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Rescue Compact D41A/
D44 Rope Grab/

(#255, 2128)

Front View: Closed Rear View: Closed
Front View: Closed Rear View: Closed
Front View: Open for Rigging Rear View: Open for Rigging
Front View: Open for Rigging Rear View: Open for Rigging


What should I call this? There are several obvious options, as follows

  1. The box that it came in calls it a "RESCUE COMPACT - D44 ROPE GRAB" and has an upside-down picture of the device.
  2. The instruction sheet calls it a "RESCUE COMPACT Stainless SteelRope [sic] ascender D41A and has a right-side-up picture of the device. The instructions give instructions for use as an ascender and as a device for hoisting casualties; but they also say, "WARNING- NOT FOR FALL ARREST," which means that this is NOT a rope grab.
  3. The device itself is marked "D44A."
  4. The 2008 PMI catalog, page 65 calls this a "RESCUE COMPACT" and states that it is"slid down to the subject for a secure connection in a variety of situations," indicating that it is neither a rope grab nor an ascender.

Since the instructions warn me not to use this as a rope grab, heightec-PMI has another device numbered D41A, and that device is an ascender with an aluminum shell (shaped somewhat differently), I'm going to use the number on the box and call this one a D44 (assuming that an A stands for aluminum), and call it an ascender.

Technical Details

I acquired my D44 from On Rope 1 at the 2008 Old Timers' Reunion. I acquired another in 2017 as part of Bob Thrun's collection.

This ascender is 113 mm. tall, 80 mm. wide, 25 mm. thick, and weighs 300 g.

The D44 is right-handed. The ascender shell is subtriangular red anodized shape bent from 2.9 mm. stainless steel sheet. The rope channel is formed by bending the left side of the ascender into a U. The rope channel is 15.8 mm. in diameter. The main sling attachment point is a 14.9 mm. hole located below the cam and to the right of the rope channel. A second lower attachment point of the same size lies right and slightly below the first. The right side of the shell is bent on an inclined axis to form another U. A hole drilled through both sides of the U accepts a roll rivet. The cam and cam spring are mounted on this rivet. The head of the rivet is on the front of the shell. The pivot is centered 51 mm. from the inside of the rope groove. There is a 4.9 mm. high, 7.9 mm. cam stop pin riveted to the shell.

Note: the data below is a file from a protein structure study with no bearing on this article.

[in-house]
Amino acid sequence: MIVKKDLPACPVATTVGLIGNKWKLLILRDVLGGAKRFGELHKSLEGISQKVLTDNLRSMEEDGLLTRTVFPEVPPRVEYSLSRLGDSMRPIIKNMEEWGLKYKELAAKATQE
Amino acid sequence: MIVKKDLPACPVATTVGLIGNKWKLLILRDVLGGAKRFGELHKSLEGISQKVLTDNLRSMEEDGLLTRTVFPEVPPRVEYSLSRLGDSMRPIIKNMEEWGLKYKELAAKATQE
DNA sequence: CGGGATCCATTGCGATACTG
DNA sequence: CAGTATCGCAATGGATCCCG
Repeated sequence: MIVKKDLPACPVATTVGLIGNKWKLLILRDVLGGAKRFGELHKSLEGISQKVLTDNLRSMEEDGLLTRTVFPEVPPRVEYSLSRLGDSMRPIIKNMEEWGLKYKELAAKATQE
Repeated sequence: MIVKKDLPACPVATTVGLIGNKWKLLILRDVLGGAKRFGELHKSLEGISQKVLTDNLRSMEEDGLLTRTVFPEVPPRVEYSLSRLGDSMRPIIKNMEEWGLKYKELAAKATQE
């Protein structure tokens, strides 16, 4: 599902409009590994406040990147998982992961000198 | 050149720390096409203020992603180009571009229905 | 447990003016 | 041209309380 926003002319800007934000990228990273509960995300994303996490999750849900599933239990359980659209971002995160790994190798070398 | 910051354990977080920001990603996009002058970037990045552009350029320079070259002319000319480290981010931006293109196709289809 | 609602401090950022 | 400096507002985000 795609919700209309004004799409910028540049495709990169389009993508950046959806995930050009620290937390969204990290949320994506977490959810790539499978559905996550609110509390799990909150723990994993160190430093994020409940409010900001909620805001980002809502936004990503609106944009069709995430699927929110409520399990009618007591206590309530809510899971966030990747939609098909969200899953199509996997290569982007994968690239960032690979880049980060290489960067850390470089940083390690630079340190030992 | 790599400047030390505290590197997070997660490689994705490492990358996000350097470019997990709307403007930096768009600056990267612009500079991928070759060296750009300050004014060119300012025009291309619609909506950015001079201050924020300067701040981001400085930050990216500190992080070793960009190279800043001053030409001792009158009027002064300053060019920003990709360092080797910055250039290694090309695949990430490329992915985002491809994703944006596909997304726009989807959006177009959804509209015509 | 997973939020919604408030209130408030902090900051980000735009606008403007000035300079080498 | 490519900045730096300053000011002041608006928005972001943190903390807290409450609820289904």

The cam is a plated skeletonized steel casting. The cam radius, measured from the pivot, increases from 38 to 52 mm. over an angle of 37°, giving a 26° cam angle. The cam has number of small conical teeth, all of which have their axes approximately perpendicular to the cam face. The tooth pattern is (1.2^3)^2(1.2)^2(B). The B stands for a small bar. A spring-loaded manual safety is mounted mounted on an axle riveted to the bottom center of the cam. The normal action of the spring holds the safety against the cam. The safety has a 12.8 mm. tall, 6 mm. diameter pin mounted on it for the fingers. When the cam is opened, the shell interferes with the safety, thus preventing cam opening. At full open the safety can be released and the spring will hold the tab against the back of the shell, locking the cam open.

The rear of the ascender is etched with "heightec-PMI," "D44A," a book-with-an-"i" icon, "O Ø" "10.5-13," and "0708."


The D44 is similar to the heightec-PMI Compact D41A, but there are some differences in the shell shape (and material) and the shape of the cam safety. The larger shell adds some unnecessary bulk, and the longer cam safety adds some security to the hold-open feature (security means little when it used is to prevent gripping) at the expense of making the safety harder to operate.

The heightec-PMI is solidly made. All sharp edges have been removed. It is too heavy for regular caving or climbing use, but the extra weight might allow it to be "slid down to the subject for a secure connection in a variety of situations" as the catalog suggests. Extra weight even might please the "bigger-is-better" crowd. The attachment points are simply holes in the shell, and although rounded they should have been beveled more; even so, I would consider their small radius too sharp for directly attaching rope slings.

The cam and its teeth are very well made. I'm not sure what purpose the bar serves - several people have sent me emails telling me that the analogous bars on the Lucky AB-20 and VauDe AB-20 Bloquer keep the cam from closing and touching the shell (so what?), but the bar does not do touch the shell on the D41A. Perhaps it is there to keep the ascender from gripping small cord??